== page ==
MELBOURNE (Reuters) – Batsman Steve Smith must be free of concussion symptoms for 24 hours before he can begin return to play protocols, Australia’s sports medicine manager has said, making him a doubt for the third Ashes test starting on Thursday.
Smith suffered a sickening blow to the neck from a Joffra Archer bouncer during the second test at Lord’s, forcing him off the ground for a medical assessment.
The right-hander returned to the crease 40 minutes later before being dismissed for 92 but he was then ruled out of the final day’s play and replaced by Marnus Labuschagne, who became test cricket’s first concussion substitute.
With the third test starting at Headingley in Leeds on Thursday, time may be Smith’s biggest enemy.
“He needs to be symptom free for 24 hours before he even gets to start the process,” Cricket Australia’s Alex Kountouris told reporters in Melbourne on Monday.
“So he is just recovering and sleeping, taking some time to feel better then after that he begins the process but there is obviously a very short time before the next test.”
Kountouris added that the decision on when Smith was able to return would be made solely by team doctor Richard Saw, who would follow the Cricket Australia protocols.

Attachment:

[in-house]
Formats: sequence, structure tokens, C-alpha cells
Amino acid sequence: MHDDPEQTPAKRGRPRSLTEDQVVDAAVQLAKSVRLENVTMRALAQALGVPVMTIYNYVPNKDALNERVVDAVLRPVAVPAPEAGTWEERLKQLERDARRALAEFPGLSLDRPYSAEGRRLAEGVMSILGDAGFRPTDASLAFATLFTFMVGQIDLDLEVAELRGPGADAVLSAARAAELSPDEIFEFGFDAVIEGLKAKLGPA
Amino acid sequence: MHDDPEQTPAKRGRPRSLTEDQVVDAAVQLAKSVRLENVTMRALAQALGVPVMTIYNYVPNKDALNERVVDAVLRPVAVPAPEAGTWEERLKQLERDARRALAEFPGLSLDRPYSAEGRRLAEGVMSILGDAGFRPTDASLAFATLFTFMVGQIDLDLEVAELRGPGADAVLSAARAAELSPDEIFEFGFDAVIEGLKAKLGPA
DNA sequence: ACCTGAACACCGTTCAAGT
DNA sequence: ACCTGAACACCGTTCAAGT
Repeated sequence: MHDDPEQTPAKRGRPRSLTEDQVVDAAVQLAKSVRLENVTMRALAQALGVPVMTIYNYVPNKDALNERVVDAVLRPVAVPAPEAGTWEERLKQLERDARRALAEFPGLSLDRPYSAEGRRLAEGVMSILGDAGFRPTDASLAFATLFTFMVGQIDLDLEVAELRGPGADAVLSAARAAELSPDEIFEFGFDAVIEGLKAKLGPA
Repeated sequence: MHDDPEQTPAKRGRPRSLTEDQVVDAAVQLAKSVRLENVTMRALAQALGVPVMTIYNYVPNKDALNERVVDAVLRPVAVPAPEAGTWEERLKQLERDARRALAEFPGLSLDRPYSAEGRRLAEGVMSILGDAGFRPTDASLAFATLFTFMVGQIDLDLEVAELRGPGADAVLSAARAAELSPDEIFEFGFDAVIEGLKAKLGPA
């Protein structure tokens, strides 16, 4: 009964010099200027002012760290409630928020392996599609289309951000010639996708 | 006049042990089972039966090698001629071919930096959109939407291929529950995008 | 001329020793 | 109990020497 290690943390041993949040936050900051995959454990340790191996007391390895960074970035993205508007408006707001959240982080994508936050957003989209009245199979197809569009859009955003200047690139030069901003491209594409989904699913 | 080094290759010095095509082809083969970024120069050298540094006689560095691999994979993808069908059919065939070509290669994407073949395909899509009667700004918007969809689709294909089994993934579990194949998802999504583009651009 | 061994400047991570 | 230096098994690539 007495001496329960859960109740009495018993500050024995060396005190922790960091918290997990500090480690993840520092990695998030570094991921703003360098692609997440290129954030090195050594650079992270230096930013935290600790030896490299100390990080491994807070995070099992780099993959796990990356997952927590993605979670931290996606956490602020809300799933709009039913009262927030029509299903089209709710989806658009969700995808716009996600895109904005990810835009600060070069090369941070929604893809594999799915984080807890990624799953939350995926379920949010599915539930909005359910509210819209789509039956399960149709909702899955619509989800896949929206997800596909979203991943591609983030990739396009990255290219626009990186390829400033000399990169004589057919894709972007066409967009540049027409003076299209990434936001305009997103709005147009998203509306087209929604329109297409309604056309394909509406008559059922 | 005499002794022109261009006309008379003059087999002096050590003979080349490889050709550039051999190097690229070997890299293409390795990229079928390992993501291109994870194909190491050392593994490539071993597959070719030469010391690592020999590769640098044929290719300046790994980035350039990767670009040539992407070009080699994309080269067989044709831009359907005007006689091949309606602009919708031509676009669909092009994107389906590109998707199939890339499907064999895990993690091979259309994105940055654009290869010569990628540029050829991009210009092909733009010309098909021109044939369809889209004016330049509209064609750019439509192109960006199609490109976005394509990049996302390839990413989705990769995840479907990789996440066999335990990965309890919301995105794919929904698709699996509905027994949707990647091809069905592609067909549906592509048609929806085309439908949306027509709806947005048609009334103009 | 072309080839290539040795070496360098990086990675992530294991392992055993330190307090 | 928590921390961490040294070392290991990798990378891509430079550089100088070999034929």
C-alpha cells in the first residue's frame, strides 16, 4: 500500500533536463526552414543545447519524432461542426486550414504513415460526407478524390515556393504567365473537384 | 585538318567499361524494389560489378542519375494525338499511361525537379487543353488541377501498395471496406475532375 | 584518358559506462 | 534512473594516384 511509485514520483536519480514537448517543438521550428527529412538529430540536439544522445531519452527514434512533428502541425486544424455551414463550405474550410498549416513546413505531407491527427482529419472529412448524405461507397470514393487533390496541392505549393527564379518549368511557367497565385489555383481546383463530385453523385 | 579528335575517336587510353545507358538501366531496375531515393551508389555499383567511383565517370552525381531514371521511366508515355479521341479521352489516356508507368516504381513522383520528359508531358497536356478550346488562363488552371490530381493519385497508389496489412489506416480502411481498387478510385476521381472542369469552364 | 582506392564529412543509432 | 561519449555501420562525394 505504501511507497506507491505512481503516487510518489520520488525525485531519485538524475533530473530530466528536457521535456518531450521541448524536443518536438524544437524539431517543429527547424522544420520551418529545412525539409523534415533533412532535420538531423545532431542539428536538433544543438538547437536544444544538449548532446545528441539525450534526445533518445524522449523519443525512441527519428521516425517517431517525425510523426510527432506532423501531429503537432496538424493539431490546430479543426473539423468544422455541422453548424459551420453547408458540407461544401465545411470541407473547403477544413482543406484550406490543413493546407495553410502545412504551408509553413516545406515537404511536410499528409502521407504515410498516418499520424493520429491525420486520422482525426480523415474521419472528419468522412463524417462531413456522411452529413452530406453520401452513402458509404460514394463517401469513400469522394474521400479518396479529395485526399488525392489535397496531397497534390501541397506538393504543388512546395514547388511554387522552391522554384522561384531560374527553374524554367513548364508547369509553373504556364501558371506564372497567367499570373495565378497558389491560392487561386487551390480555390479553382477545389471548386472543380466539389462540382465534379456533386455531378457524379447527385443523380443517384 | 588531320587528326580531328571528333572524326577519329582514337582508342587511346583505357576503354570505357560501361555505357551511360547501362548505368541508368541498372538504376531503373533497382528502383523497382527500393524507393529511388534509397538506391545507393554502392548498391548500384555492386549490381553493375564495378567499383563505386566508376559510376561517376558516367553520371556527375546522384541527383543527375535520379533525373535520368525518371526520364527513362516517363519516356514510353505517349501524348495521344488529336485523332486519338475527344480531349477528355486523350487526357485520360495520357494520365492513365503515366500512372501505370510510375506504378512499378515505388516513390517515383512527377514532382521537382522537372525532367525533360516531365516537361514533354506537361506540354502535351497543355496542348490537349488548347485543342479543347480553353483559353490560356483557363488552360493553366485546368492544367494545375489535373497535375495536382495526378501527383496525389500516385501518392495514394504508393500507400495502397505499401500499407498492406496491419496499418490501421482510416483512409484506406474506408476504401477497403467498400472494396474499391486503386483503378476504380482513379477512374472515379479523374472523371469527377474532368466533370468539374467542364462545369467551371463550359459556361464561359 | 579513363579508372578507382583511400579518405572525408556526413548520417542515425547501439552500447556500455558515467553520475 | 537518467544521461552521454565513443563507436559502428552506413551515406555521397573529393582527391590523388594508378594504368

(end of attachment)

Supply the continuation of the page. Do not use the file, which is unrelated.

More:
Saw made the decision to take Smith from the field on Saturday and, after a series of tests indicated no signs of concussion, allowed the batsman to continue his innings.
Smith, however, had developed symptoms overnight and after further testing on Sunday, which is part of the process, Saw ruled him out of the fifth day.
“Delayed concussions are reasonably common,” Kountouris added. “About 30% of concussions are delayed. So it’s not uncommon and why we test the players the next day.”
Kountouris added that any criticism about allowing Smith to return to the crease was misguided, given he had not presented with any signs.
“Everything he (Saw) did was according to the protocol,” Kountouris said.
“At the time Steve did not have a concussion. He was fine to play. If we left him out of the game it would have been for only what we saw on the field.
“The reality is that only about one in five or six head impacts end up being concussions, which is why we monitor them. If you look at that game there were three other head impacts and only Steve developed a concussion.
“If we pulled every player out who had a head impact we’d be pulling out 80% of the players who don’t have a concussion. That would be an over reaction.”
The second test ended in a draw, with Australia leading the series 1-0 after winning the opener at Edgbaston.
(Reporting by Greg Stutchbury in Wellington; Editing by Peter Rutherford)